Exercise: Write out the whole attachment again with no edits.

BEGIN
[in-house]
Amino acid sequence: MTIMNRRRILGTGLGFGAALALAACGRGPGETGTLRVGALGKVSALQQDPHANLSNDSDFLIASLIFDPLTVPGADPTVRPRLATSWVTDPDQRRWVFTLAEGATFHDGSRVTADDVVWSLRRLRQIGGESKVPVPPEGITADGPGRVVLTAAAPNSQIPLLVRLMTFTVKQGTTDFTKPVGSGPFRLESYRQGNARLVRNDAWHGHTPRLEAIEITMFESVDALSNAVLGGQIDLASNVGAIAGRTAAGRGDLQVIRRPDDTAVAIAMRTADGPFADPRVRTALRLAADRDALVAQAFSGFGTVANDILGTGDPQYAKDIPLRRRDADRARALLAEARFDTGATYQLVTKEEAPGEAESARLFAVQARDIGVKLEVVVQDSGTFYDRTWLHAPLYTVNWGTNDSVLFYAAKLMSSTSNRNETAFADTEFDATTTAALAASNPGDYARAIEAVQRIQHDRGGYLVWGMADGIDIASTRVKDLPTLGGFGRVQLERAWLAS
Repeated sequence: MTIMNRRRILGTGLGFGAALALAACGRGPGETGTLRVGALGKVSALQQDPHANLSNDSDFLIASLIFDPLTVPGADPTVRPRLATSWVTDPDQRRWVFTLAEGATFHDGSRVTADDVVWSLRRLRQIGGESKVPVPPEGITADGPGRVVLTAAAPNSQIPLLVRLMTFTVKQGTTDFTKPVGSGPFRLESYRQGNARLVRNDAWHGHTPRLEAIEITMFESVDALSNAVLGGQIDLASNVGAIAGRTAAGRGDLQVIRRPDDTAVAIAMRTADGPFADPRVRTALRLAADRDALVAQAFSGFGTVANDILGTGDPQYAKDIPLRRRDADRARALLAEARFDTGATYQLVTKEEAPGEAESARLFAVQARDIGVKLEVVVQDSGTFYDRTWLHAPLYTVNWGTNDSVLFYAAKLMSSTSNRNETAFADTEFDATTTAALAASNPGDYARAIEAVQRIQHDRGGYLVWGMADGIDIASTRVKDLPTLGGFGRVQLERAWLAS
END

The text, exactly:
[in-house]
Amino acid sequence: MTIMNRRRILGTGLGFGAALALAACGRGPGETGTLRVGALGKVSALQQDPHANLSNDSDFLIASLIFDPLTVPGADPTVRPRLATSWVTDPDQRRWVFTLAEGATFHDGSRVTADDVVWSLRRLRQIGGESKVPVPPEGITADGPGRVVLTAAAPNSQIPLLVRLMTFTVKQGTTDFTKPVGSGPFRLESYRQGNARLVRNDAWHGHTPRLEAIEITMFESVDALSNAVLGGQIDLASNVGAIAGRTAAGRGDLQVIRRPDDTAVAIAMRTADGPFADPRVRTALRLAADRDALVAQAFSGFGTVANDILGTGDPQYAKDIPLRRRDADRARALLAEARFDTGATYQLVTKEEAPGEAESARLFAVQARDIGVKLEVVVQDSGTFYDRTWLHAPLYTVNWGTNDSVLFYAAKLMSSTSNRNETAFADTEFDATTTAALAASNPGDYARAIEAVQRIQHDRGGYLVWGMADGIDIASTRVKDLPTLGGFGRVQLERAWLAS
Repeated sequence: MTIMNRRRILGTGLGFGAALALAACGRGPGETGTLRVGALGKVSALQQDPHANLSNDSDFLIASLIFDPLTVPGADPTVRPRLATSWVTDPDQRRWVFTLAEGATFHDGSRVTADDVVWSLRRLRQIGGESKVPVPPEGITADGPGRVVLTAAAPNSQIPLLVRLMTFTVKQGTTDFTKPVGSGPFRLESYRQGNARLVRNDAWHGHTPRLEAIEITMFESVDALSNAVLGGQIDLASNVGAIAGRTAAGRGDLQVIRRPDDTAVAIAMRTADGPFADPRVRTALRLAADRDALVAQAFSGFGTVANDILGTGDPQYAKDIPLRRRDADRARALLAEARFDTGATYQLVTKEEAPGEAESARLFAVQARDIGVKLEVVVQDSGTFYDRTWLHAPLYTVNWGTNDSVLFYAAKLMSSTSNRNETAFADTEFDATTTAALAASNPGDYARAIEAVQRIQHDRGGYLVWGMADGIDIASTRVKDLPTLGGFGRVQLERAWLAS